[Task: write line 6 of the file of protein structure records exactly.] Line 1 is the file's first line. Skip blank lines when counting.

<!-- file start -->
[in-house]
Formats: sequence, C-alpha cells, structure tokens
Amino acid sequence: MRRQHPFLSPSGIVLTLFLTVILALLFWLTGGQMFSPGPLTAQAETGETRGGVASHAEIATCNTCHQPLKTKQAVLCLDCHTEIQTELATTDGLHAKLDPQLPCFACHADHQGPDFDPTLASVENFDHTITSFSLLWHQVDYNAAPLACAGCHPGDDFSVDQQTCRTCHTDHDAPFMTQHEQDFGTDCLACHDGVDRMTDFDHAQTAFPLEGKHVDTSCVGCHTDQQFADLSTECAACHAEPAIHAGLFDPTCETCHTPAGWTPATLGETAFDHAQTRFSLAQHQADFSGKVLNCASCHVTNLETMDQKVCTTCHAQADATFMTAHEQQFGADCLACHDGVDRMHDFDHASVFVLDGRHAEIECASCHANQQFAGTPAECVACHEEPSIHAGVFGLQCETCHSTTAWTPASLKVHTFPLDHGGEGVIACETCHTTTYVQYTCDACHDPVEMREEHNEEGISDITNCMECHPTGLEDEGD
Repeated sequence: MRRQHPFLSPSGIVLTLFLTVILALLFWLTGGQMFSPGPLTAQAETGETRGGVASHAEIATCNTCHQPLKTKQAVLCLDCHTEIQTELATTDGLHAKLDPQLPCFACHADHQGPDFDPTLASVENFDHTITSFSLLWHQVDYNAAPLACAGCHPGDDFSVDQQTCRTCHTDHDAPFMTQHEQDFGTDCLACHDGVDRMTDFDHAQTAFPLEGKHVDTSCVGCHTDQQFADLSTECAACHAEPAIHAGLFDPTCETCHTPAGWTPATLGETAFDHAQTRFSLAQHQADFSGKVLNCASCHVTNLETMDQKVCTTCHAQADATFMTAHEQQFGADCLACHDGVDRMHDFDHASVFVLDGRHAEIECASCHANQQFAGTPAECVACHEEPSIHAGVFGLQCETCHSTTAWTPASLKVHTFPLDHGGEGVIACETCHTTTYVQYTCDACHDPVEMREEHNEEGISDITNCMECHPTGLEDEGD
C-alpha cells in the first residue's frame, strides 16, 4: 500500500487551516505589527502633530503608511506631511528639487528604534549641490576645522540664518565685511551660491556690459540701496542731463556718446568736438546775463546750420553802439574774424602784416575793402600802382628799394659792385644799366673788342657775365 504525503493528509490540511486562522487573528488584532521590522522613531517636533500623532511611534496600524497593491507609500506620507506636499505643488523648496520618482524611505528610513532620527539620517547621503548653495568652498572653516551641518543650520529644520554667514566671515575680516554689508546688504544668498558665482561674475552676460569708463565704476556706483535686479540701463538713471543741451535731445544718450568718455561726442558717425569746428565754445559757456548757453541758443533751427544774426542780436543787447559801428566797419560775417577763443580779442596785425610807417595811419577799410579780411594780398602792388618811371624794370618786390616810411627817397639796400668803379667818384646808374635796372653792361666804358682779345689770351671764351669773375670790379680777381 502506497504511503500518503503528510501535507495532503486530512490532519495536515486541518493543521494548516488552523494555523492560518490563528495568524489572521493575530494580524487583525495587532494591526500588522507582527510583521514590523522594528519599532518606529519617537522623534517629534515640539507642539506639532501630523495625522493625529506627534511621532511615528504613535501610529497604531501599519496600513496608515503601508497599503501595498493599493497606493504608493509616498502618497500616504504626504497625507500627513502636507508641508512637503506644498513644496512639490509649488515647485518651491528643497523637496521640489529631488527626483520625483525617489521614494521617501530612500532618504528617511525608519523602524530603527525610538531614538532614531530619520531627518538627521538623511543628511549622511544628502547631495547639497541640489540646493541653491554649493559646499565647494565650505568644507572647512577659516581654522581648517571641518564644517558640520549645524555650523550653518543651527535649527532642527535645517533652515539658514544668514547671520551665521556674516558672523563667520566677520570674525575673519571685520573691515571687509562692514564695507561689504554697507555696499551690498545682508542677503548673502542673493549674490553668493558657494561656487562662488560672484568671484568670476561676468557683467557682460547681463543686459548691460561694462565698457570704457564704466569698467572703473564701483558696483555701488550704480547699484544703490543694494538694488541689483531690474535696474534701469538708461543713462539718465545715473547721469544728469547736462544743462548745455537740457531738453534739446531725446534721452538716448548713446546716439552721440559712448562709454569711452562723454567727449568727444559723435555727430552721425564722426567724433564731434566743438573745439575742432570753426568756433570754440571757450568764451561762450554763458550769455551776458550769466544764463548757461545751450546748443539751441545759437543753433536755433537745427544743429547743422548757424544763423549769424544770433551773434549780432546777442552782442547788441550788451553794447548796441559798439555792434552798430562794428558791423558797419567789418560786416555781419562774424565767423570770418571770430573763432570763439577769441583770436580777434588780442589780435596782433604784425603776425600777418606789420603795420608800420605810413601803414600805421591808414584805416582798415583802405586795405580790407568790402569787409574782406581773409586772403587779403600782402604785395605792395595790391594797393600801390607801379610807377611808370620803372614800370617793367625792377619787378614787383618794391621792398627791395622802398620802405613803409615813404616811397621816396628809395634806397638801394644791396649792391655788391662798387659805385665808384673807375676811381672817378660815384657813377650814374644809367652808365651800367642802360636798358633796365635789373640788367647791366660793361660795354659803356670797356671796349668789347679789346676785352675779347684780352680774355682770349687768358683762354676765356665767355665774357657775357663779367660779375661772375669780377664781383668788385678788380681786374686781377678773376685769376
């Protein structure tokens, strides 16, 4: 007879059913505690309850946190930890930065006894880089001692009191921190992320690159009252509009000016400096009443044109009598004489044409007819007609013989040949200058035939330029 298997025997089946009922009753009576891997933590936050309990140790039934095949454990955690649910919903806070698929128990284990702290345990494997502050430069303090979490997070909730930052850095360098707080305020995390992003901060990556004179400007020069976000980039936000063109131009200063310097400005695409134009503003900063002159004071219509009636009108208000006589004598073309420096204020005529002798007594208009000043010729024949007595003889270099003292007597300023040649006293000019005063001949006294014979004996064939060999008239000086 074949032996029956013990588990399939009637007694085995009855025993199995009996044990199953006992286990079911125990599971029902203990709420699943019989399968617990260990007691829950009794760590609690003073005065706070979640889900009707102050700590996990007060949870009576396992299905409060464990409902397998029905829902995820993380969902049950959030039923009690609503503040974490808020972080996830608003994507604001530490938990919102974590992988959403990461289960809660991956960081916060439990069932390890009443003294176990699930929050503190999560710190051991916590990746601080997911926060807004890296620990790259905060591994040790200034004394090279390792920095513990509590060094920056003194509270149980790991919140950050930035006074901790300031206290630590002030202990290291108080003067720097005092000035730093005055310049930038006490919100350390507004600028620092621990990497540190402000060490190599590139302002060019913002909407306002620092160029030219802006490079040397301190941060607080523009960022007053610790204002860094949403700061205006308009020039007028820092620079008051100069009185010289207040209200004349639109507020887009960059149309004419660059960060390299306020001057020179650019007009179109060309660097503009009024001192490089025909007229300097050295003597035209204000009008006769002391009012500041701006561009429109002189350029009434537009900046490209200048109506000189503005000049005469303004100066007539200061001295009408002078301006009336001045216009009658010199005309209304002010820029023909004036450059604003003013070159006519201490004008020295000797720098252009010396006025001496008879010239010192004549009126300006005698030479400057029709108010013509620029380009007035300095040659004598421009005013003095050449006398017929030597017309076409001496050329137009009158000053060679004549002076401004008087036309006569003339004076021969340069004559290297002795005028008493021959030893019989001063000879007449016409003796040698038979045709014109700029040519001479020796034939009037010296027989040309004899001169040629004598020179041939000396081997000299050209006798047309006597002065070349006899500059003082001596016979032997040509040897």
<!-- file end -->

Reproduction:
């Protein structure tokens, strides 16, 4: 007879059913505690309850946190930890930065006894880089001692009191921190992320690159009252509009000016400096009443044109009598004489044409007819007609013989040949200058035939330029 298997025997089946009922009753009576891997933590936050309990140790039934095949454990955690649910919903806070698929128990284990702290345990494997502050430069303090979490997070909730930052850095360098707080305020995390992003901060990556004179400007020069976000980039936000063109131009200063310097400005695409134009503003900063002159004071219509009636009108208000006589004598073309420096204020005529002798007594208009000043010729024949007595003889270099003292007597300023040649006293000019005063001949006294014979004996064939060999008239000086 074949032996029956013990588990399939009637007694085995009855025993199995009996044990199953006992286990079911125990599971029902203990709420699943019989399968617990260990007691829950009794760590609690003073005065706070979640889900009707102050700590996990007060949870009576396992299905409060464990409902397998029905829902995820993380969902049950959030039923009690609503503040974490808020972080996830608003994507604001530490938990919102974590992988959403990461289960809660991956960081916060439990069932390890009443003294176990699930929050503190999560710190051991916590990746601080997911926060807004890296620990790259905060591994040790200034004394090279390792920095513990509590060094920056003194509270149980790991919140950050930035006074901790300031206290630590002030202990290291108080003067720097005092000035730093005055310049930038006490919100350390507004600028620092621990990497540190402000060490190599590139302002060019913002909407306002620092160029030219802006490079040397301190941060607080523009960022007053610790204002860094949403700061205006308009020039007028820092620079008051100069009185010289207040209200004349639109507020887009960059149309004419660059960060390299306020001057020179650019007009179109060309660097503009009024001192490089025909007229300097050295003597035209204000009008006769002391009012500041701006561009429109002189350029009434537009900046490209200048109506000189503005000049005469303004100066007539200061001295009408002078301006009336001045216009009658010199005309209304002010820029023909004036450059604003003013070159006519201490004008020295000797720098252009010396006025001496008879010239010192004549009126300006005698030479400057029709108010013509620029380009007035300095040659004598421009005013003095050449006398017929030597017309076409001496050329137009009158000053060679004549002076401004008087036309006569003339004076021969340069004559290297002795005028008493021959030893019989001063000879007449016409003796040698038979045709014109700029040519001479020796034939009037010296027989040309004899001169040629004598020179041939000396081997000299050209006798047309006597002065070349006899500059003082001596016979032997040509040897």